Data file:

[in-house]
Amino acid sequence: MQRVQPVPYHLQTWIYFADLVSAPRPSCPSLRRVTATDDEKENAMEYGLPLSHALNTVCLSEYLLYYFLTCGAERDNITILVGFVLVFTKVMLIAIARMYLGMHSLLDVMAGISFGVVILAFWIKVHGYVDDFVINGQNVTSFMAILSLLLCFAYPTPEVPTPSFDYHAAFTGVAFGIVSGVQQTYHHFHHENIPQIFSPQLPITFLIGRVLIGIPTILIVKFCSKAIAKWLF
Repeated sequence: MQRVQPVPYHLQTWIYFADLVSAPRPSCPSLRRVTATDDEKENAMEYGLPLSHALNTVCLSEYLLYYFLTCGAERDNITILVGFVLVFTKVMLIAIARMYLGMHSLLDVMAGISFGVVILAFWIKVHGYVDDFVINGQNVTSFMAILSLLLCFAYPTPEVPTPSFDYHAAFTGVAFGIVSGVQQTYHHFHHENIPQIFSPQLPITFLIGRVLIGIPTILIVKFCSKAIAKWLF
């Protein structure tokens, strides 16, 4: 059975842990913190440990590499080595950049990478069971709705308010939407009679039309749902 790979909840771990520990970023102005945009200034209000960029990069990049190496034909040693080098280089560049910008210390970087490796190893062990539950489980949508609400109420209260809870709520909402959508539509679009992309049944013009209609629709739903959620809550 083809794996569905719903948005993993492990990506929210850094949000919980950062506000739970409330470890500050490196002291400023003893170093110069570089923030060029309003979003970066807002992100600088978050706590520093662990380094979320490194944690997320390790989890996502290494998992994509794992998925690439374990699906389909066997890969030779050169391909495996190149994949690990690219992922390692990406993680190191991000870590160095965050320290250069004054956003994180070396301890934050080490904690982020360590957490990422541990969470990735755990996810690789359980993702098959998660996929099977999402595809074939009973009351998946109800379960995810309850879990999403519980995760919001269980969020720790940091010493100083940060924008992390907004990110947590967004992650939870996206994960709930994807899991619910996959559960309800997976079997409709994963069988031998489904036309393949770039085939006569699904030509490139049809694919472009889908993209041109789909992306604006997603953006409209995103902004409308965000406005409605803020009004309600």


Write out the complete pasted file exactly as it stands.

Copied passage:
[in-house]
Amino acid sequence: MQRVQPVPYHLQTWIYFADLVSAPRPSCPSLRRVTATDDEKENAMEYGLPLSHALNTVCLSEYLLYYFLTCGAERDNITILVGFVLVFTKVMLIAIARMYLGMHSLLDVMAGISFGVVILAFWIKVHGYVDDFVINGQNVTSFMAILSLLLCFAYPTPEVPTPSFDYHAAFTGVAFGIVSGVQQTYHHFHHENIPQIFSPQLPITFLIGRVLIGIPTILIVKFCSKAIAKWLF
Repeated sequence: MQRVQPVPYHLQTWIYFADLVSAPRPSCPSLRRVTATDDEKENAMEYGLPLSHALNTVCLSEYLLYYFLTCGAERDNITILVGFVLVFTKVMLIAIARMYLGMHSLLDVMAGISFGVVILAFWIKVHGYVDDFVINGQNVTSFMAILSLLLCFAYPTPEVPTPSFDYHAAFTGVAFGIVSGVQQTYHHFHHENIPQIFSPQLPITFLIGRVLIGIPTILIVKFCSKAIAKWLF
């Protein structure tokens, strides 16, 4: 059975842990913190440990590499080595950049990478069971709705308010939407009679039309749902 790979909840771990520990970023102005945009200034209000960029990069990049190496034909040693080098280089560049910008210390970087490796190893062990539950489980949508609400109420209260809870709520909402959508539509679009992309049944013009209609629709739903959620809550 083809794996569905719903948005993993492990990506929210850094949000919980950062506000739970409330470890500050490196002291400023003893170093110069570089923030060029309003979003970066807002992100600088978050706590520093662990380094979320490194944690997320390790989890996502290494998992994509794992998925690439374990699906389909066997890969030779050169391909495996190149994949690990690219992922390692990406993680190191991000870590160095965050320290250069004054956003994180070396301890934050080490904690982020360590957490990422541990969470990735755990996810690789359980993702098959998660996929099977999402595809074939009973009351998946109800379960995810309850879990999403519980995760919001269980969020720790940091010493100083940060924008992390907004990110947590967004992650939870996206994960709930994807899991619910996959559960309800997976079997409709994963069988031998489904036309393949770039085939006569699904030509490139049809694919472009889908993209041109789909992306604006997603953006409209995103902004409308965000406005409605803020009004309600």